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Tuesday, April 12, 2011

Billie Joe Armstrong's New Signature Guitar Is an Attempt to Rewrite Green Day History

Posted By on Tue, Apr 12, 2011 at 11:40 AM

click to enlarge The offending axe.
  • The offending axe.
click to enlarge Billie Joe, say it ain't so!
  • Billie Joe, say it ain't so!
Other than the Les Paul -- an iconic six-string now far more famous than its namesake -- signature model guitars are generally an exercise in cynical maneuvering and kitschy accessories, put out by instrument companies aiming to capitalize on the longshot dreams of twentysomethings ignorant of the ways of credit cards, or the guilty regrets of parents looking to purchase goodwill from their neglected teenagers. Real musicians can't afford them, and those who can would rather put their own mark on a less gaudy slab of wood and wire than get sloppy seconds on someone else's Lucille.

Yet somehow, with its new Billie Joe Armstrong signature model, the respected Gibson guitar company actually did worse than the standard commercial imitation of an artist's well-worn road axe. Reprehensibly, Gibson actually tries to rewrite Green Day history with the new model.

First, the surface uglies: The new Billie Joe Armstrong J-180 costs $3,868 (not a rare price for a Gibson, but certainly an un-punk-rock one). This Green Day signature guitar is an acoustic (but have you heard its last two records?). Furthermore, it's not pretty (star inlays and a heinously large pickguard -- really?).

But it's this line of marketing copy that really offends us:

The acoustic guitar propelled Green Day's international megahit "Good Riddance (Time of Your Life)," and was a cornerstone of the band's epic 2004 release American Idiot. Through it all, Armstrong's instrument of choice has been a Gibson. [Emphasis ours.]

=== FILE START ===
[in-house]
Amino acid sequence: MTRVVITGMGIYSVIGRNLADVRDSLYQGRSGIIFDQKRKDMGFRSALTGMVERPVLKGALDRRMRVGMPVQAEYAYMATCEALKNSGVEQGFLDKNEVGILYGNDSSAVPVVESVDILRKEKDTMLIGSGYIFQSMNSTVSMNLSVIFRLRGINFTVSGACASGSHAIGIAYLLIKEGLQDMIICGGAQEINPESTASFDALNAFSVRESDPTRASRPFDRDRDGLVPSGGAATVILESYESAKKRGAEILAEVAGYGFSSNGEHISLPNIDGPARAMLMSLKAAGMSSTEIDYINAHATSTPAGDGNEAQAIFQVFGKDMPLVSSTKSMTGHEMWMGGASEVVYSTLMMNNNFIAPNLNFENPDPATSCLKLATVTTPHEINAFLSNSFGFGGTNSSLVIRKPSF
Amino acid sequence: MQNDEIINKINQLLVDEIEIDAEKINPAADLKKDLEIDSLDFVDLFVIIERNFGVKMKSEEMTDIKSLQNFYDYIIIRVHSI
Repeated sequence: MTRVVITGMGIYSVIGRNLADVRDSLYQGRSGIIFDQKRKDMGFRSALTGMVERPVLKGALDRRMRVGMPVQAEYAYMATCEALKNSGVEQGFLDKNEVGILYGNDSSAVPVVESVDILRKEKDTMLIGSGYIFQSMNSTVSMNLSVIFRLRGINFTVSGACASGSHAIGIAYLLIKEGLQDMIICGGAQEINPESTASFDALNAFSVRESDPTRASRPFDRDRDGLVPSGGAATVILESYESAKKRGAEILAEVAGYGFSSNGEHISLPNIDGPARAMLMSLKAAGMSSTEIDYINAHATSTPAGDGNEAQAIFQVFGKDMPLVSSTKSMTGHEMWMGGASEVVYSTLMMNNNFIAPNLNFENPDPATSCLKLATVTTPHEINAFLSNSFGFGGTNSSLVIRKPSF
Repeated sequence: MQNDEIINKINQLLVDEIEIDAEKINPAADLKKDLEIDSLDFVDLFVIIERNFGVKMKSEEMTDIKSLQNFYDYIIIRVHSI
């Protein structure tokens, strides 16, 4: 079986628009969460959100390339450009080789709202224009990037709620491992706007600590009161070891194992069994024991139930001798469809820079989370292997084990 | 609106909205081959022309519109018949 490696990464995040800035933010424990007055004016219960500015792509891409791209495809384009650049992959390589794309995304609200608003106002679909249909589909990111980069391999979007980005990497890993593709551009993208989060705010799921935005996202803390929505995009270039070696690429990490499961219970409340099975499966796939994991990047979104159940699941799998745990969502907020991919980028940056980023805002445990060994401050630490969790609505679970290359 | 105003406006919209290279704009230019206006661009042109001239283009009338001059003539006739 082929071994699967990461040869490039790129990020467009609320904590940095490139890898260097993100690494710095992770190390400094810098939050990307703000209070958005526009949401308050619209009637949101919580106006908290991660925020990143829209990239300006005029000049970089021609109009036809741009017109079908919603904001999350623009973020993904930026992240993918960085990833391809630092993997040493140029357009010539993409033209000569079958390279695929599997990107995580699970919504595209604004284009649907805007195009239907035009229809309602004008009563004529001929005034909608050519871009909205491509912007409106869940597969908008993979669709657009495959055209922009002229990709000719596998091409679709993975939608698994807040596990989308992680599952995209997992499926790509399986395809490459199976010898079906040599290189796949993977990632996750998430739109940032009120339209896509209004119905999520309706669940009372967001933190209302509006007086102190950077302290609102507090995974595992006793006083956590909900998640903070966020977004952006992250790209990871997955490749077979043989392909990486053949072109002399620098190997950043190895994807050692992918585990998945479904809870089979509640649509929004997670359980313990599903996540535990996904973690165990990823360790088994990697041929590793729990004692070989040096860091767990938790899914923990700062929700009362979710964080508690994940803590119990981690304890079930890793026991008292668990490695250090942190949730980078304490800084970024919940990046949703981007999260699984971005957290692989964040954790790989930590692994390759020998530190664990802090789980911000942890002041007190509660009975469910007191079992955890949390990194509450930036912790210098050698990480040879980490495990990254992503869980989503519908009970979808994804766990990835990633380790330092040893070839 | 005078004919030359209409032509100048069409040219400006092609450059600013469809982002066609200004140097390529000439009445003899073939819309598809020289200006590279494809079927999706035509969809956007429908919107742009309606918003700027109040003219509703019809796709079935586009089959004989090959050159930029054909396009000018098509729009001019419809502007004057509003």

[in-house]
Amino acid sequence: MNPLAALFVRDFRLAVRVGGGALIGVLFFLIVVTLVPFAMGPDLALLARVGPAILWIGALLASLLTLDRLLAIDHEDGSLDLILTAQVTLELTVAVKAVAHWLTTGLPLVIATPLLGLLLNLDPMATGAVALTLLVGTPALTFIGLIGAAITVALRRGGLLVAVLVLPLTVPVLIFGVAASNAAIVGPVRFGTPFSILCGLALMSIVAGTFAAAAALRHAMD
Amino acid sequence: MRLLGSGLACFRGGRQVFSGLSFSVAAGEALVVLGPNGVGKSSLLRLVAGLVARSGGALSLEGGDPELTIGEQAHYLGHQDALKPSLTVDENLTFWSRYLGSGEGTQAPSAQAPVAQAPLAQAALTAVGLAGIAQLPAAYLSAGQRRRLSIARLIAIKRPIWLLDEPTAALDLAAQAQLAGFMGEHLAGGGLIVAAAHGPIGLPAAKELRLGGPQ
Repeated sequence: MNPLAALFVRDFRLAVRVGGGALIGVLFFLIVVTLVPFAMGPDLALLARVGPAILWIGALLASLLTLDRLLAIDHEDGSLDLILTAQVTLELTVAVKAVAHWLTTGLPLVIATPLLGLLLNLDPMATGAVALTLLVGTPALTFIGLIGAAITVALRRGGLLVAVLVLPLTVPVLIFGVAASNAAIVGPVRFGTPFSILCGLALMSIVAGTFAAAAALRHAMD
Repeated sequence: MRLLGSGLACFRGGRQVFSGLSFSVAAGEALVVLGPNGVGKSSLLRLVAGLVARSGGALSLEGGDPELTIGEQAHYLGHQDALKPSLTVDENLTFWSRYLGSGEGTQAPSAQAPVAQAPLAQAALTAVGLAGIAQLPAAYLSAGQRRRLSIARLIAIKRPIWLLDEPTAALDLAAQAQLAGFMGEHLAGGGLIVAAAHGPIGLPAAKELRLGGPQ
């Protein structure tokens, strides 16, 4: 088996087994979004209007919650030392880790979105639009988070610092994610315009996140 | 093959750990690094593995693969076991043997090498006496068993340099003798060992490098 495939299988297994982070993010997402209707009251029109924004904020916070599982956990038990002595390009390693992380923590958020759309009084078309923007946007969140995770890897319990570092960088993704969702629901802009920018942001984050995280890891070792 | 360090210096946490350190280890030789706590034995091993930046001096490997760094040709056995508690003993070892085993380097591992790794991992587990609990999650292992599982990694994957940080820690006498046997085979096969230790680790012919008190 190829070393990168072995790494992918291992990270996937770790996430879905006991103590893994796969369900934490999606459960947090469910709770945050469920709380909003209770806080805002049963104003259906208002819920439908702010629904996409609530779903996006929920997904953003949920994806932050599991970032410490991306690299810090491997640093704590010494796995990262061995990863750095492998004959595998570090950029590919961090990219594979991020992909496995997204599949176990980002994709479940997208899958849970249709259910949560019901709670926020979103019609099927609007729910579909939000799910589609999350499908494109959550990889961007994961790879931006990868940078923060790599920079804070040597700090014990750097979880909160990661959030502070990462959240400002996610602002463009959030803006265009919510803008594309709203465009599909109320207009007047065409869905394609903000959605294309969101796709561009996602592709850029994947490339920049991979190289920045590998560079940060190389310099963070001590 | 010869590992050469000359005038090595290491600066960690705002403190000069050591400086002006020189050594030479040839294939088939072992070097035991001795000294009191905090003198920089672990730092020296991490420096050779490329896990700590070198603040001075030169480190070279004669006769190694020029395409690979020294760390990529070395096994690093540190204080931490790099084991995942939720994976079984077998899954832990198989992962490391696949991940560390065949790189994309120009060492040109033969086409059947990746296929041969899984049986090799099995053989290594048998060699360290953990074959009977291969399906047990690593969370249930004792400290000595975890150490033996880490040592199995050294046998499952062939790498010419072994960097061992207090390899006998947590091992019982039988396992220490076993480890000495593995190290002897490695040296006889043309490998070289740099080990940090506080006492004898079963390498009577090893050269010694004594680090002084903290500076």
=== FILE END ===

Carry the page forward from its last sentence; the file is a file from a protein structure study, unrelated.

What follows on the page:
Except that no, actually, it hasn't. Before Green Day was the marching band for the preteen mallrats of the late '00s, the three East Bay boys rocked such notorious musical salons as Berkeley's 924 Gilman, eventually skyrocketing to fame on the strength of "Longview" and Dookie.

In those days, Billie Joe did not play a $3,000 Gibson. In fact, he played a sky-colored, sticker-laden Fernandes imitation Stratocaster. This guitar, which he named Blue, is so thoroughly associated with him that it elicited giant howls from the older members of the hometown crowd when Armstrong raised it above his head like some lost relic at last summer's Shoreline Amphitheater show. It was this Strat that Billie Joe played at Woodstock '94 (the muddy one, not the burning-shit one). It was this guitar that Billie Joe played in the "Basketcase" video. It's this Strat that he still brings on tour and pulls out for the O.G. part of the band's set.


We don't care that Gibson is trying to capitalize on the fact that Billie Joe now plays lots of Gibsons. And if anyone wants to drop $4k on a guitar that looks sorta like the one he plays in the video for that one song you hear at all graduations, good for them.

But with the band's post-American Idiot second coming, it seems a lot of people are content to forget -- or rewrite -- Green Day's first years, when they were young and careless and snotty and played fucked-up instruments that they'd abused since childhood. Billie Joe's blue Strat will always stand as a symbol of the band's salad days, when they just were extremely talented Bay Area punk kids who caught a big break. So don't try to tell us what guitars Billie Joe has played "through it all," Gibson. We remember -- though apparently you'd rather forget.

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Ian S. Port

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